When teaching kids anything new, it is important to remember to start with the concrete and move to the abstract. Many things in life are abstract (for example: addition and subtraction, a foreign language, or vocabulary). It helps our kids out tremendously if we start by teaching concepts in a concrete manner and build up from there. By concrete, I mean they can see it and manipulate it with their hands. If it applies, they can use all five senses so their brains can make as many connections with it as possible, building prior knowledge and a sturdy foundation for learning.
Take, for example, these three items: 1- the word apple, 2- a picture of an apple, and 3- an actual apple.
CONCRETE: an actual apple–it can be felt, manipulated, cut into, eaten, observed
LESS CONCRETE: a picture of an apple
ABSTRACT: the word apple
If a child has not had experience with the real apple, the word apple will not mean too much to her. It is the same with reading many unfamiliar words. Our kids need to be able to feel it, manipulate it, “cut into it”, “taste it”, and observe it to make understanding come easier.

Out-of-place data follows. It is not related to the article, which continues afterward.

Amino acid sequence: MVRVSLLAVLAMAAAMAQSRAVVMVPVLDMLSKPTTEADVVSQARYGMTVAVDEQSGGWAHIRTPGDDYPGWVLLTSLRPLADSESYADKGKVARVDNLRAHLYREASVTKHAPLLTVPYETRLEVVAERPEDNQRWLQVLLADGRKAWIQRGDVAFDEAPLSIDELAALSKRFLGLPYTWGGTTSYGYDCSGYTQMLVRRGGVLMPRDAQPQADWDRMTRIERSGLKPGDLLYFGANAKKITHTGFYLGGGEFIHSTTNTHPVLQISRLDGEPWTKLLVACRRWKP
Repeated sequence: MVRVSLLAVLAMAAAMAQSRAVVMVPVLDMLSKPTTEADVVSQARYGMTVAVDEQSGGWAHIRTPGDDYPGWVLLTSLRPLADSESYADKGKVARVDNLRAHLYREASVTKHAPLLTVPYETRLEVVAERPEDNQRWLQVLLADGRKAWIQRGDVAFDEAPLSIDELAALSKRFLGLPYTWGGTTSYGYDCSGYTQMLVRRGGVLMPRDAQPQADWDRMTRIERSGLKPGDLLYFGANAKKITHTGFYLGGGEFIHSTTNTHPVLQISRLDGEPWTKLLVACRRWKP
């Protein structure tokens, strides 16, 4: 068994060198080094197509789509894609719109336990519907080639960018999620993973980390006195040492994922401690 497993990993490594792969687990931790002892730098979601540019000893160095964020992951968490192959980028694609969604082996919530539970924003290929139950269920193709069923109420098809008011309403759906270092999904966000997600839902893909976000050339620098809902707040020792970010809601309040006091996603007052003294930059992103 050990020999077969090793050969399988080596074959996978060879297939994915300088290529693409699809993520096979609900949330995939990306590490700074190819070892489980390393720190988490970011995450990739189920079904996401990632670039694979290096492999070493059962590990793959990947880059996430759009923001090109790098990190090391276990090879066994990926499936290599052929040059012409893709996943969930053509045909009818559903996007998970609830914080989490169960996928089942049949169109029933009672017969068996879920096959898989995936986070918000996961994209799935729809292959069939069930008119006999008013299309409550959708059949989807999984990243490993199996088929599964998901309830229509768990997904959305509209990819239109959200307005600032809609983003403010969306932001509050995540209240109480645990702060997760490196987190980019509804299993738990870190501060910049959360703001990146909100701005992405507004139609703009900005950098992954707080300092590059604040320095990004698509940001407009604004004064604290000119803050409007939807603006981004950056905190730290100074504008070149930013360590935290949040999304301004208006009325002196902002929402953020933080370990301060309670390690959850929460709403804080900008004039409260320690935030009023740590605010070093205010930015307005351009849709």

Ideas for Making it Tangible
USE MULTI-SENSORY TECHNIQUES: Pick activities that appeal to the five senses. The more senses you can integrate into the lesson, the better! It can be as simple as playing with ABC puzzles or manipulating magnetic letters to spell sight words. If you need a few ideas, check out my 5 Day Series on Multi-Sensory Activities for Teaching Reading! You’re sure to find some ideas. I know I did!
FIELD TRIPS: And they don’t have to cost any money. Visit a local fire house, a grocery store (behind the scenes), daddy’s work, an apple orchard, a farm, a post office, your own backyard, etc. One mistake we can make with field trips is that we go after we’ve studied a certain subject to “wrap up” our study. But going first would actually be better because it’s the tangible.
FAMILY TRIPS: Take a trip to the mountains. The beach. The state capital. The zoo. Anywhere you can see something new. Feel the sand between your toes. Breathe in that mountain air. Watch monkeys pick bugs off one another! 🙂
MEDIA: Books, DVDs, the internet, even cell phones these days can show kids things that they wouldn’t be able to see any other way, making it more tangible than simply talking about it. Quite often when I’m trying to explain something to my kids, I’ll get on Youtube, Google images, or Google Earth and so they can “see” it. (Caution: As innocent as your search may be on the internet, sometimes images pop up that you don’t want little eyes to see. Searching beforehand, bookmarking it, then showing later is always a good idea!)